InternationalReciprocal spaceTables for Crystallography Volume B Edited by U. Shmueli © International Union of Crystallography 2010 |
International Tables for Crystallography (2010). Vol. B, ch. 2.5, p. 310
## Section 2.5.3.2.3. Identification of two-dimensional symmetry elements M. Tanaka
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Two-dimensional symmetry elements that belong to a zone axis exhibit their symmetries in CBED patterns or zone-axis patterns (ZAPs) directly, even if dynamical diffraction takes place. A ZAP contains a bright-field pattern (BP) and a whole pattern (WP). The BP is the pattern appearing in the bright-field disc [the central or `direct' (000) beam]. The WP is composed of the BP and the pattern formed by the surrounding diffraction discs, which are not exactly excited. The two-dimensional symmetry elements *m*, 1, 2, 3, 4 and 6 yield symmetry *m*_{v} and one-, two-, three-, four- and sixfold rotation symmetries, respectively, in WPs, where the suffix *v* for *m*_{v} is assigned to distinguish it from mirror symmetry *m*_{2} caused by a horizontal twofold rotation axis.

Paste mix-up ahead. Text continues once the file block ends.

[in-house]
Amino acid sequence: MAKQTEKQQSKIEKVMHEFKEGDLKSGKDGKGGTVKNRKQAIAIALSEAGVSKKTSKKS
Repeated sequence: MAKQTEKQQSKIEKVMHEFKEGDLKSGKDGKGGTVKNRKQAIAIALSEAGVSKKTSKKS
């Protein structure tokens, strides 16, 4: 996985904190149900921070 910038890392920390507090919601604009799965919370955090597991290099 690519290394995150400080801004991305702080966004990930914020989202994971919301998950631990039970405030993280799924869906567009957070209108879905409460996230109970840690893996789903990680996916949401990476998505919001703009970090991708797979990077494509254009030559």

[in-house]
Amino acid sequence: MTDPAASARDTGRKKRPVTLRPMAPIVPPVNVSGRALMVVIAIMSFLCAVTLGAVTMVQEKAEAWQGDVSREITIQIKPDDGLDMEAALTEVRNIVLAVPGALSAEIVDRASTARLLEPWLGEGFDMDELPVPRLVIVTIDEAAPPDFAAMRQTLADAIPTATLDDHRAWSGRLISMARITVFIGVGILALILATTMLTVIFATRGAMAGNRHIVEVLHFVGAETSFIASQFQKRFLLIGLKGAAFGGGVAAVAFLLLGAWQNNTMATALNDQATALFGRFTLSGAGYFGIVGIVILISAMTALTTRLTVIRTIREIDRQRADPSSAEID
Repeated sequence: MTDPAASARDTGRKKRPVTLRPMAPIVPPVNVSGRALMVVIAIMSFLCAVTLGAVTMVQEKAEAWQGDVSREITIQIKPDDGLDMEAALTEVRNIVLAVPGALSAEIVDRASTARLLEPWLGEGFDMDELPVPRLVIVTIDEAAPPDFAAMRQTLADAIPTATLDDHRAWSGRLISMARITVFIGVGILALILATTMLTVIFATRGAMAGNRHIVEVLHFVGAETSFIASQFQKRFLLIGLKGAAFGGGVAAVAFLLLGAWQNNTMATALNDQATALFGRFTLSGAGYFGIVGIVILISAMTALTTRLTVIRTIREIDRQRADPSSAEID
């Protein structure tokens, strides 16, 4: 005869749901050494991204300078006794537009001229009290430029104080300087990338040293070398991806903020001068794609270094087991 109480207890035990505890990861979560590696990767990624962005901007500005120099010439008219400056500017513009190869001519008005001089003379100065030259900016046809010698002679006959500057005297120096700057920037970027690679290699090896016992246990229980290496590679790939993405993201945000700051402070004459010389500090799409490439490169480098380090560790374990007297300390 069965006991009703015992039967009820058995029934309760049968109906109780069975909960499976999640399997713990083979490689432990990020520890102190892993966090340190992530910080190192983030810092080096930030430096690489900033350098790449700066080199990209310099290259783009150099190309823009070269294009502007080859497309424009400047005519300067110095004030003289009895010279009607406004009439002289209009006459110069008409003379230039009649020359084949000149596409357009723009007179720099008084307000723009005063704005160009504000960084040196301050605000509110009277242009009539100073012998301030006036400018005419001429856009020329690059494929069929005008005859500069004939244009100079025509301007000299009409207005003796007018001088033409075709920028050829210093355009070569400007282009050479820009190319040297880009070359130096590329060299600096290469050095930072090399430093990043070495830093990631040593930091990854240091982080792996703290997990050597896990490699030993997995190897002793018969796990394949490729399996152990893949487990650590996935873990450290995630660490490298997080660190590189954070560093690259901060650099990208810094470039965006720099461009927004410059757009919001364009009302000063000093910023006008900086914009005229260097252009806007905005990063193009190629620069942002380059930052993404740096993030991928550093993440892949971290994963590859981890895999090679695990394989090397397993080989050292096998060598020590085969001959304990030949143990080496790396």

It should be noted that a BP shows not only the zone-axis symmetry but also three-dimensional symmetries, indicating that the BP can have a higher symmetry than the symmetry of the corresponding WP. The symmetries of the BP due to three-dimensional symmetry elements are obtained by moving the DPs to the zone axis. As a result, the three-dimensional symmetry elements *m*′, *i*, 2′ and produce, respectively, symmetries 1_{R}, 1, *m*_{2} and 4 in the BP, instead of 1_{R}, 2_{R}, *m*_{2} and 4_{R} in the DPs (Fig. 2.5.3.2). We mention that the BP cannot distinguish whether a specimen crystal has an inversion centre or not, because an inversion centre forms the lowest symmetry 1 in the BP.

In conclusion, all the two-dimensional symmetry elements can be identified from the WP symmetries.